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An Open Letter to Eye Doctors

As an eye care provider, the time and dedication you bring to your occupation of preserving individuals’ sight is a medical necessity and a credit to your profession. There may, however, be a time in your career, when your best efforts fail and one of your patients loses their sight.  At this critical moment, you can render your patient a great service. Your patient’s immediate reaction to the news of blindness will be influenced by your attitude toward blindness, and the information you provide. The National Federation of the Blind wishes to assist you in this area of your professional life.  We hope that the information provided below will help you to develop or enhance a comfortable, positive, and effective approach to blindness in your patients.

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The benefits and costs of volunteering your health care services abroad

Almost a year after Hurricane Maria devastated Puerto Rico, we’ve learned that the death toll is nearly 3,000—much higher than originally reported. And yet that number could be even higher were it not for the brave and dedicated medical providers who traveled to the U.S. territory to help in the aftermath of the storm.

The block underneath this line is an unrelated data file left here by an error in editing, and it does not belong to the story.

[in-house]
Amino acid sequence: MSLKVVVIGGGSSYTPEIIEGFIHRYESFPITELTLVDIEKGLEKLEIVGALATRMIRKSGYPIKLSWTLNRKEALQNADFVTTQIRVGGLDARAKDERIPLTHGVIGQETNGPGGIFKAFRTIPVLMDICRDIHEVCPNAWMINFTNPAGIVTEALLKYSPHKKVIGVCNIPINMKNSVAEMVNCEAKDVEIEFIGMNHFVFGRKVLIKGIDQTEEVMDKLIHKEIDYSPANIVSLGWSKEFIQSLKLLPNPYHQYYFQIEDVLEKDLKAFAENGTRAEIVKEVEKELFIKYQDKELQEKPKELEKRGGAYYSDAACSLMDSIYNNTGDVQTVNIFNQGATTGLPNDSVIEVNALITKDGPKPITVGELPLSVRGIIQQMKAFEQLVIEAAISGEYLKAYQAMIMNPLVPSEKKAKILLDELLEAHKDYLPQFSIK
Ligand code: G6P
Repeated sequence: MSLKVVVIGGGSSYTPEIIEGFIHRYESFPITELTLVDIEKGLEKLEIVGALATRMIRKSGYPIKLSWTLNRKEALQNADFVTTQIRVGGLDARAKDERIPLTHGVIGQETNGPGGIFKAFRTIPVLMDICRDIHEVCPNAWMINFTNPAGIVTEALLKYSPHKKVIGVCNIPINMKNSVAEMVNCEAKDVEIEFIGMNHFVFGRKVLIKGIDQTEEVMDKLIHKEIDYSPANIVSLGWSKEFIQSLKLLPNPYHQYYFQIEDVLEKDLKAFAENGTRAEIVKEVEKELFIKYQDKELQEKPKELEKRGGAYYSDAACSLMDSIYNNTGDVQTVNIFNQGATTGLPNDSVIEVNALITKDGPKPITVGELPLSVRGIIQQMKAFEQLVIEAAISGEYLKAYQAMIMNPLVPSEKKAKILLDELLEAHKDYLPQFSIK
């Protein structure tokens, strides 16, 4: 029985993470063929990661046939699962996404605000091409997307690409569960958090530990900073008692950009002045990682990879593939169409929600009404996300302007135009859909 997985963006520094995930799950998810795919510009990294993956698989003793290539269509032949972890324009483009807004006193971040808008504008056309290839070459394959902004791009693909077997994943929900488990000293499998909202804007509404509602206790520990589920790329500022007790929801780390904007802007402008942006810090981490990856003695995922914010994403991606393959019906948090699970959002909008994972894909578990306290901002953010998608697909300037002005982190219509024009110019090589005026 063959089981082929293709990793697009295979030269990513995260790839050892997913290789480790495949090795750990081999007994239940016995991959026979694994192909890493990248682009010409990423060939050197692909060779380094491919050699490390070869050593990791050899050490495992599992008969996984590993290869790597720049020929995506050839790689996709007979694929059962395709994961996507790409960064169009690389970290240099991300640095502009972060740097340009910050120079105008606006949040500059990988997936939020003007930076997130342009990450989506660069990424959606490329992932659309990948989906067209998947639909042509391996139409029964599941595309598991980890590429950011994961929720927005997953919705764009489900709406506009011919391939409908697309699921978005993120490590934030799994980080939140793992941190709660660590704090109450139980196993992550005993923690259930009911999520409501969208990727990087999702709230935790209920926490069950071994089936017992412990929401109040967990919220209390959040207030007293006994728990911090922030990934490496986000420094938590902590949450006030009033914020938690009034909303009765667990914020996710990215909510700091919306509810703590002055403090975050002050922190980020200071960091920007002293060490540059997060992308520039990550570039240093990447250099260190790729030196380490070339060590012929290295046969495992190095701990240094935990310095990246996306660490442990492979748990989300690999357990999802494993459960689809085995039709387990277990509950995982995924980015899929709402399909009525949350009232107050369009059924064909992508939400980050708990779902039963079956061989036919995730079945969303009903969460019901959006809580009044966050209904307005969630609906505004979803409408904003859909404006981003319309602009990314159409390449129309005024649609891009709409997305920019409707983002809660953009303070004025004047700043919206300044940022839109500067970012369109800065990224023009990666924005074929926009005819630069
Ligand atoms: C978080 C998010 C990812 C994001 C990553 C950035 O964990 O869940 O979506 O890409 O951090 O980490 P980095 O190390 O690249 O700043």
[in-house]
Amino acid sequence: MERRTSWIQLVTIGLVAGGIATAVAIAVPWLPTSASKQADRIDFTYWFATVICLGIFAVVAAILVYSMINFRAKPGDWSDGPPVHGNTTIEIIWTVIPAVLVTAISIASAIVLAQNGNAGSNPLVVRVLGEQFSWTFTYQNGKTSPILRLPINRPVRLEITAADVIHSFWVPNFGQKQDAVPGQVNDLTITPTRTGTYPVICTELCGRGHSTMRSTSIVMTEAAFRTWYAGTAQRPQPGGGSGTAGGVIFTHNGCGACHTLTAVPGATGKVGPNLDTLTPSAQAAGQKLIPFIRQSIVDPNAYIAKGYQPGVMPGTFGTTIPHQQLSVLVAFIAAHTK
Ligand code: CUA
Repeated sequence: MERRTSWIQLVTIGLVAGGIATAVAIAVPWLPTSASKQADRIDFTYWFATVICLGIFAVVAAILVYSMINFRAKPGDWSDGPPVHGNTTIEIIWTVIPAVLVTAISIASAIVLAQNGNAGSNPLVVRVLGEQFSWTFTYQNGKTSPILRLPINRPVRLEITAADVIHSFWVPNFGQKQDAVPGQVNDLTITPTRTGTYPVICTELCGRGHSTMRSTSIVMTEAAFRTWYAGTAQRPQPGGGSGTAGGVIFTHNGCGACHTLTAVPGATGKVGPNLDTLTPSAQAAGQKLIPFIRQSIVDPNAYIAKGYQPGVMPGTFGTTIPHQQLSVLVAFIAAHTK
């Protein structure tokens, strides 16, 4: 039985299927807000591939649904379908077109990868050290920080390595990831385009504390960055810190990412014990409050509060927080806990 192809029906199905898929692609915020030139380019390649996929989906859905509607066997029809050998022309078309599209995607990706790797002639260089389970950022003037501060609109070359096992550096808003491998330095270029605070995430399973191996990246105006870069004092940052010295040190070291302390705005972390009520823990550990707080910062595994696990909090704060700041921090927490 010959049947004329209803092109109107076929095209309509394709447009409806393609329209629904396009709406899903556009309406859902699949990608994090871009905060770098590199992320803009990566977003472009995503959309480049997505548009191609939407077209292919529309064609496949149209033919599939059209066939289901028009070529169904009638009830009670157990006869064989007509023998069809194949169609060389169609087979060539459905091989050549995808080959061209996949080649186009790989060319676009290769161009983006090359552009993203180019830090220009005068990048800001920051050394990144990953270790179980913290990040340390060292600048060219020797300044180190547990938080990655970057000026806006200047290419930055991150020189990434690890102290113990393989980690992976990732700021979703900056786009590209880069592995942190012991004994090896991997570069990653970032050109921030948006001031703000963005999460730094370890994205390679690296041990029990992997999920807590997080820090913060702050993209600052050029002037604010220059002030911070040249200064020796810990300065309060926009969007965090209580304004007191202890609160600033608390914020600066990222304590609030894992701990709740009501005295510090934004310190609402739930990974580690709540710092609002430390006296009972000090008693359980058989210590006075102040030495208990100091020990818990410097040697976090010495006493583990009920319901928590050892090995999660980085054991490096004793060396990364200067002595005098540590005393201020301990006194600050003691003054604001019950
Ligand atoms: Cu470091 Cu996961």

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Patients want to know about eye-whitening drops, genetic tests, and new glaucoma drugs

It’s an exciting time to be an eye care practitioner. Advancements in diagnosis and treatment are happening all the time. Because patients are more engaged in their health and have access to more information than ever before, it’s important for doctors to stay on top on the latest developments.

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Doctors cut through the gun control and mental health debates to do what they do best: keep patients safe

South Florida doctor Heather Sher has seen things no one should ever have to see. As a radiologist in one of the busiest trauma centers in the country for 13 years, she is no stranger to gun injuries. But as one of the attending physicians for victims of the Parkland, Fla. school shooting on Feb. 14, 2018, she was confronted with a CT scan she couldn’t make sense of.Read More

FDA approves new treatment that restores vision in patients with congenital blindness

In December, the FDA made history by approving a gene therapy for a rare inherited eye disease that causes blindness. This is the first gene therapy to be cleared in the U.S. for treatment of the eye or any inherited disease. And it’s only the third gene therapy approved for use in the U.S.; the other two therapies to gain approval earlier in 2017 treat blood cancers.Read More